Updated: Jun 10, 2022
Here are my top 4 decision-making tools and tips for starting a business. The decisions you make at the outset are often crucial. How you make these decisions can make a big difference to your chance of success.
1. Understand your values and biases.
As you decide whether to launch the business, it’s important not to get carried away with the excitement of change, or on the other hand to be overly conservative. The best technique here is to look at your own needs in 2 pairs: change vs certainty and ego vs oneness. If you can write down what biases you might be subject to under these 4 headings, it will help you remove any subconscious influences. This was important for me to rid myself of any unnecessary fear of change. I call this technique MinusBias.
Other useful techniques at this Stop/Go phase include writing out your Career Flower, looking back over your life where you took a risk and what happened as a result, and creating the best-case and worst-case scenarios. All these techniques can give you confidence in your decision, or stop you from making rash emotionally-driven decisions.
2. Establish your base rates
We all suffer from the over-confidence bias where we are overly optimistic about how quickly and
profitably we can run a project, or start a business. This is a very robust and reliable effect. Your best bet is to seek out people that have done what you're doing, or something similar, before. As a result of doing this,I know it might take me 2 years to get my business really flying, I also know roughly the conversion rates of prospects (from coffee chat to paying customer), and approximate price points. These are called“base rates” and I strongly recommend you go and talk to people who can give you advice on
3. Set yourself pivot points.
I advise readingEric Ries Lean Start Up. Everyone will take something different away from his
philosophy of “Build-Test-Learn” and “fail quickly and cheaply, and then try a different tack”. What I took away is to set “pivot points”– meetings in the diary where you gather a group of independent advisers
(not your mum) every 3 months and present data about whether you are on track or not. You should have previously set benchmarks for the key measures (perhaps the base rates above) which you report back on. If you can have an honest and dispassionate discussion, you can decide whether you need to update the business strategy. This helps you avoid the sunk-cost effect, and helps you avoid not seeing trends until it’s too late.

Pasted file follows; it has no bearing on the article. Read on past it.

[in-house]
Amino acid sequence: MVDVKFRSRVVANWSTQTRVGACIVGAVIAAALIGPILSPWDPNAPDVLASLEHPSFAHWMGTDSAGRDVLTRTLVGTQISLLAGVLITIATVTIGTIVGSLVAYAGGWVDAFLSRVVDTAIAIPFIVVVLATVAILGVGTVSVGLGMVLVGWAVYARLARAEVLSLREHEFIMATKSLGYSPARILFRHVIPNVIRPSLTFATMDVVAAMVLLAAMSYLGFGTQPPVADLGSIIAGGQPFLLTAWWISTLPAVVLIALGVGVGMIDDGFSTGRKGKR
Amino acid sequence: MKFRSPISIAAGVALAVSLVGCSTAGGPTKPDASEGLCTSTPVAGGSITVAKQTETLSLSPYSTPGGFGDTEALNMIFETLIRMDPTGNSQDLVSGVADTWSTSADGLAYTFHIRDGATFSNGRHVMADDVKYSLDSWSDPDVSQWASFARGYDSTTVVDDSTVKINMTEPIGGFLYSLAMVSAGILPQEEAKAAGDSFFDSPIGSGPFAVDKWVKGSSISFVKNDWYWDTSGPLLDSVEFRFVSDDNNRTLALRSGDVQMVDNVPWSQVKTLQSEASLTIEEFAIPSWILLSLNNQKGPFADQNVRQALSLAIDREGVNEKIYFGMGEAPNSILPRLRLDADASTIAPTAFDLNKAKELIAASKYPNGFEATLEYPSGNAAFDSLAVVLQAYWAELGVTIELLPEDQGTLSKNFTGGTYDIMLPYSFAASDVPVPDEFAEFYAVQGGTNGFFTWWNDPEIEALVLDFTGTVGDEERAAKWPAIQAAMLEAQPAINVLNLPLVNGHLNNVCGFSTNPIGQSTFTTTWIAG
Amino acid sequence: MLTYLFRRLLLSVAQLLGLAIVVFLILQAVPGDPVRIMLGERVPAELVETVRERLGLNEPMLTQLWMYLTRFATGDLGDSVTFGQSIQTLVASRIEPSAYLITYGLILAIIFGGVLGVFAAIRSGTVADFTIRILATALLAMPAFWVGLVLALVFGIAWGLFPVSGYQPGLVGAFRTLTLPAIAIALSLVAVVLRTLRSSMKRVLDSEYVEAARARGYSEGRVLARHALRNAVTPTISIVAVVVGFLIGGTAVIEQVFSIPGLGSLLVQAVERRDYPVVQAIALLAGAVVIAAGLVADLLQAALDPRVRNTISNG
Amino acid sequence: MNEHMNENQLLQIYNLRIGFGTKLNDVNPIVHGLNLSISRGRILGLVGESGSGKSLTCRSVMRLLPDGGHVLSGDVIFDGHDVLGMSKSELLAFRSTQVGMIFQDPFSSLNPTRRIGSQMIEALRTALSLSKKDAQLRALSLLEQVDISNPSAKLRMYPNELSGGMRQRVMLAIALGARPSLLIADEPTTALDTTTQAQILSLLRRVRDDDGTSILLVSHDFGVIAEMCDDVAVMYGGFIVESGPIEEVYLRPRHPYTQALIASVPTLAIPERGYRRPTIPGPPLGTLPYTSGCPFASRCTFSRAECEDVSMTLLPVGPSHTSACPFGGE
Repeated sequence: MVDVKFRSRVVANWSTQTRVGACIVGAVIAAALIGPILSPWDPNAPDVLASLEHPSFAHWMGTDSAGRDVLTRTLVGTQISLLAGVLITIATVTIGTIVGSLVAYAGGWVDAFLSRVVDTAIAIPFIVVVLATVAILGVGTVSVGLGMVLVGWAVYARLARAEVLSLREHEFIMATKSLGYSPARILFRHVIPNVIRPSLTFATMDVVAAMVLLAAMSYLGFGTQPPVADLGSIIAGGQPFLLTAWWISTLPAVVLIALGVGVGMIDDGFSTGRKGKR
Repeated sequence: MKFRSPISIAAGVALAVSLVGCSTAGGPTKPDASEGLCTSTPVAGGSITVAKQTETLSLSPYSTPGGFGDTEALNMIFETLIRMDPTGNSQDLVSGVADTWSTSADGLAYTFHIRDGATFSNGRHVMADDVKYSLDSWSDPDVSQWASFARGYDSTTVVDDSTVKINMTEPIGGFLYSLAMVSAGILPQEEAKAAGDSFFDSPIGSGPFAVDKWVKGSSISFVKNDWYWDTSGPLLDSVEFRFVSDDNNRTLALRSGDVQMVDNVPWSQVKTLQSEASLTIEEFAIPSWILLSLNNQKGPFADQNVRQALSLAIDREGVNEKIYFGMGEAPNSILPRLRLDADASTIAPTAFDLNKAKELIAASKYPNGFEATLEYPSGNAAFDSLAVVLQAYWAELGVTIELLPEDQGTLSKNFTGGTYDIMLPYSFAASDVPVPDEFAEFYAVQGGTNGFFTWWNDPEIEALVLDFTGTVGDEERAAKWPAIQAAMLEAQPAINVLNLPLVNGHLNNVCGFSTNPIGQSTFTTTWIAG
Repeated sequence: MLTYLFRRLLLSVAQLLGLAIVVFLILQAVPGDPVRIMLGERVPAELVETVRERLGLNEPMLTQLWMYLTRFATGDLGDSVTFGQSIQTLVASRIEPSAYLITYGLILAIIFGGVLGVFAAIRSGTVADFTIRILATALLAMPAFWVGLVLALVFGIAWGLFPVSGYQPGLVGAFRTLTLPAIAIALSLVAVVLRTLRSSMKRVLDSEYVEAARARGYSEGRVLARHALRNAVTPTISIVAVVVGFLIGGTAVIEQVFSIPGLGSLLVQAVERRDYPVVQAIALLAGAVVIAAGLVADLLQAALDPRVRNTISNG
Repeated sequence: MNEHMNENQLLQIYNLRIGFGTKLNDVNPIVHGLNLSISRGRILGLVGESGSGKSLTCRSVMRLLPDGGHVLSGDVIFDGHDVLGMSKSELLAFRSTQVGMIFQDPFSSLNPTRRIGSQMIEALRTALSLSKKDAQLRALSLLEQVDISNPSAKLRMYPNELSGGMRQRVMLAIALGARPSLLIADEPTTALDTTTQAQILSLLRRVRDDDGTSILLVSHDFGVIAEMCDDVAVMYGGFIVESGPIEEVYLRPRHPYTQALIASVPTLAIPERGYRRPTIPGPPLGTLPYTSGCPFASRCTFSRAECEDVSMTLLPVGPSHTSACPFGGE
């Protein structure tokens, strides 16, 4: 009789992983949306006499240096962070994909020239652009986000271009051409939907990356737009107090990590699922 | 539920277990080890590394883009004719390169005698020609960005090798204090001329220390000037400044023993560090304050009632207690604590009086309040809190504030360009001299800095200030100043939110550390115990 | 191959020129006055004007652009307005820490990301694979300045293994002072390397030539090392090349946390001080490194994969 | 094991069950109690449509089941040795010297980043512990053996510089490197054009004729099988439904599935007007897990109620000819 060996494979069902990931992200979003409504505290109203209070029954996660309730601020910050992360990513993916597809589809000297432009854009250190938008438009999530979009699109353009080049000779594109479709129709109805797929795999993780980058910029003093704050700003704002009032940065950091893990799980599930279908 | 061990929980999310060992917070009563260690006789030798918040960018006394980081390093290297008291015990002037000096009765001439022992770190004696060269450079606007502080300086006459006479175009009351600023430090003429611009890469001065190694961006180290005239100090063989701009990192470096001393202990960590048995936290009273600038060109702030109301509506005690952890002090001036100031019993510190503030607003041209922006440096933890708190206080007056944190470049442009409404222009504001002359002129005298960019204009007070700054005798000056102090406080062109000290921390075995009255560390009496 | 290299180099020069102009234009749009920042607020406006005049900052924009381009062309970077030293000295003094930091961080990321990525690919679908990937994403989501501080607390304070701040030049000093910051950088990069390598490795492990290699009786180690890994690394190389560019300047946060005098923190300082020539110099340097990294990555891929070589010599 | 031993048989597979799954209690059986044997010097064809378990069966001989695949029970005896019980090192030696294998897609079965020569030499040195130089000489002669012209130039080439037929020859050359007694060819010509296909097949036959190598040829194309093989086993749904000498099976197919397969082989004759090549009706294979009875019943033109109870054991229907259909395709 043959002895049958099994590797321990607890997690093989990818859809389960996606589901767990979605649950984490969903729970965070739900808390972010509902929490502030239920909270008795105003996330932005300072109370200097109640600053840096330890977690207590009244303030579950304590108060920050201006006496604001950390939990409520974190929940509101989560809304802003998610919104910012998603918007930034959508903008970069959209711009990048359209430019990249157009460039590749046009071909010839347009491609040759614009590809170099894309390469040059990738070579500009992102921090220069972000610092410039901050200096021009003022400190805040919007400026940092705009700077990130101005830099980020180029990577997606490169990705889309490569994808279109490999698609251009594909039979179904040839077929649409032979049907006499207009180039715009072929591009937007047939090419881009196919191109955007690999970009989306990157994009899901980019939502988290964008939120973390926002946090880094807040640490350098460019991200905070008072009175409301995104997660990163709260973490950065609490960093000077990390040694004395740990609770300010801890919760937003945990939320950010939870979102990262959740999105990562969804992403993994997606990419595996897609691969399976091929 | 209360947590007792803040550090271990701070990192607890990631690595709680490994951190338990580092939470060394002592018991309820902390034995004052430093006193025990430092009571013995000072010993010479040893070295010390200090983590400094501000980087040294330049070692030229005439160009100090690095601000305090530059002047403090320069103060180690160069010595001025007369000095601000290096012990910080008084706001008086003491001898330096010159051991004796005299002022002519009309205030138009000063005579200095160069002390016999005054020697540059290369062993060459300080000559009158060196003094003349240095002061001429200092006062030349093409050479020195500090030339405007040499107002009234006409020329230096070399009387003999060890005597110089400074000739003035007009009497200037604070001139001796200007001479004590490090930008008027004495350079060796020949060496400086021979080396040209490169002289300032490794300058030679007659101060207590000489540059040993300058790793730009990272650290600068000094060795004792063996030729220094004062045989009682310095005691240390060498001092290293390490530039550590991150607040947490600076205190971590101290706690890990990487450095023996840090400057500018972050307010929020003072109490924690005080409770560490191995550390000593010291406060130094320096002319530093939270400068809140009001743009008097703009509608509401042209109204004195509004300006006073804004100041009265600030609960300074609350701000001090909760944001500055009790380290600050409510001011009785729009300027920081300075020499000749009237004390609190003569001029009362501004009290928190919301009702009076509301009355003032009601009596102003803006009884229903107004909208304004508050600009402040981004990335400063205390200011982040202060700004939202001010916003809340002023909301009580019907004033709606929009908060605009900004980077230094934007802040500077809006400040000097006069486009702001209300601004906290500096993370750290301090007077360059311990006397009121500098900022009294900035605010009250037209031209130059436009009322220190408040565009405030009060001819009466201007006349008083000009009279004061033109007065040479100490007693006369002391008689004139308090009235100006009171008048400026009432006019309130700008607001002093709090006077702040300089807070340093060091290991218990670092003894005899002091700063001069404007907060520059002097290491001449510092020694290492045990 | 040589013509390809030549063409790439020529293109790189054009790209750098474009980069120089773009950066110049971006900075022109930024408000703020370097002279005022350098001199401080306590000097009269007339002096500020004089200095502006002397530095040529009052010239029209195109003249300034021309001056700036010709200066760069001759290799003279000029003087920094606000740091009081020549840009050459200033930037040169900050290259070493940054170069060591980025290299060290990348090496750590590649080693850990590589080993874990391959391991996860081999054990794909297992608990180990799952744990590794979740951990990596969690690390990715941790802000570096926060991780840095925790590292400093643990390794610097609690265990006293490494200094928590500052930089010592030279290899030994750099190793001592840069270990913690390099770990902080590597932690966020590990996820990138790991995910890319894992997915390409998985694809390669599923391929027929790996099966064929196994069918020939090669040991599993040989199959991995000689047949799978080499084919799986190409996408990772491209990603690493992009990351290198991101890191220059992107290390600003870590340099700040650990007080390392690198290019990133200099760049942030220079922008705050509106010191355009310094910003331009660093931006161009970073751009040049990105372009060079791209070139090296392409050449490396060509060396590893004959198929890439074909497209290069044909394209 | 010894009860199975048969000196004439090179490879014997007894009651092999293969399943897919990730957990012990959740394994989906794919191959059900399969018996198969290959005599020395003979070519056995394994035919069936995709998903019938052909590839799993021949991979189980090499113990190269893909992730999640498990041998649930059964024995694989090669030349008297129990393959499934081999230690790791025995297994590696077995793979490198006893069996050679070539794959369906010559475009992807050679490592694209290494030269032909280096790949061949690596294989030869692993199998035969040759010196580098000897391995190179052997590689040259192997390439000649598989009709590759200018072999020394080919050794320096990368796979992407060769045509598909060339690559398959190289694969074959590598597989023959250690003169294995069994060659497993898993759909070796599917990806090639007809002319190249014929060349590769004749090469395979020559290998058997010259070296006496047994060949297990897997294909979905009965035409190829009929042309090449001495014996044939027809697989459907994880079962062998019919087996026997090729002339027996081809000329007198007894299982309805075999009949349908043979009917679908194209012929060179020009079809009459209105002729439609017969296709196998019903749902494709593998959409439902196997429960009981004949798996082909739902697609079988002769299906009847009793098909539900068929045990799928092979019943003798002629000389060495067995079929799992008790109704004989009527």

4. Be as honest as you can. Ask disconfirming questions.
It is human nature, deeply ingrained, to only look for data that supports our point of view. It’s called confirmation bias. This is the academic area I worked in my psychology days. Hundreds of
experiments show that one piece of information – say a newspaper article about the carbon tax – can be looked at by say a Gillard fan and an Abbott fan, and they sift through it and only take out of the information the bits that support their current belief. They use this to strengthen their own belief, even if an objective reading of the article undermines their position. Likewise in business, we only look for information to back up our new business idea. It’s very rare for someone to actively look for information that might undermine our idea. Why would we?
Well, there’s a careful balance here. As a business you need confidence. Our whole society uses confidence as a cue towards the ability and likely success(although this isn’t always a good cue). However, too much of a good thing can be bad. Witness the people who audition for Idol who turn out to be awful because none of their families have ever had the guts to tell them they can’t sing. You don’t want that to be you. You want healthy confidence. Which comes from taking a good look at yourself and your business idea and asking some tough questions.
So, ask yourself….Is there a real need for my business? Will people buy this service/product from me? What if a bigger company launched something similar? If you find one data point to support your point of view, don’t stop there, keep looking and adjust your google search terms to find opposite points of view. Having a reality check can only make you stronger in the long run.
The pre-mortem technique I blogged about recently is incredibly useful in this area too.
In summary of the 4 points, start-up owners need to have two key skills: the ability to know themselves including surfacing their own hidden biases. And you need to train yourself to have a wide perspective on your business, using a range of opinions and data before you make key decisions.
Posted by Rob Pyne